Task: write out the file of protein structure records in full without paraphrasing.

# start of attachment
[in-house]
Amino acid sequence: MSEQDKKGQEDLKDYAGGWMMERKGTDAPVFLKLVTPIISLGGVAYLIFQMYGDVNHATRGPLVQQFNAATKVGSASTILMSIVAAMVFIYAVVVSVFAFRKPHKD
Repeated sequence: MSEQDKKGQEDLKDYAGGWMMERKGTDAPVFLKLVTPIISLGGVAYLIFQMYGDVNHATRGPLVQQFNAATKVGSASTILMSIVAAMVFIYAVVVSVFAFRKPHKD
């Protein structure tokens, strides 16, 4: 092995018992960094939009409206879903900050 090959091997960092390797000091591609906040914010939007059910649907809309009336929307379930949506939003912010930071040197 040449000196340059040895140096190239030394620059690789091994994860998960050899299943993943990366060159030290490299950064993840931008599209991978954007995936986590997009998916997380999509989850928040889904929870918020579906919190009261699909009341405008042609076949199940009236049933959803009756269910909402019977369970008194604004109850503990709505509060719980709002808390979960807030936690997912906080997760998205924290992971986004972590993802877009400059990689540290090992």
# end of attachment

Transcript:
[in-house]
Amino acid sequence: MSEQDKKGQEDLKDYAGGWMMERKGTDAPVFLKLVTPIISLGGVAYLIFQMYGDVNHATRGPLVQQFNAATKVGSASTILMSIVAAMVFIYAVVVSVFAFRKPHKD
Repeated sequence: MSEQDKKGQEDLKDYAGGWMMERKGTDAPVFLKLVTPIISLGGVAYLIFQMYGDVNHATRGPLVQQFNAATKVGSASTILMSIVAAMVFIYAVVVSVFAFRKPHKD
């Protein structure tokens, strides 16, 4: 092995018992960094939009409206879903900050 090959091997960092390797000091591609906040914010939007059910649907809309009336929307379930949506939003912010930071040197 040449000196340059040895140096190239030394620059690789091994994860998960050899299943993943990366060159030290490299950064993840931008599209991978954007995936986590997009998916997380999509989850928040889904929870918020579906919190009261699909009341405008042609076949199940009236049933959803009756269910909402019977369970008194604004109850503990709505509060719980709002808390979960807030936690997912906080997760998205924290992971986004972590993802877009400059990689540290090992």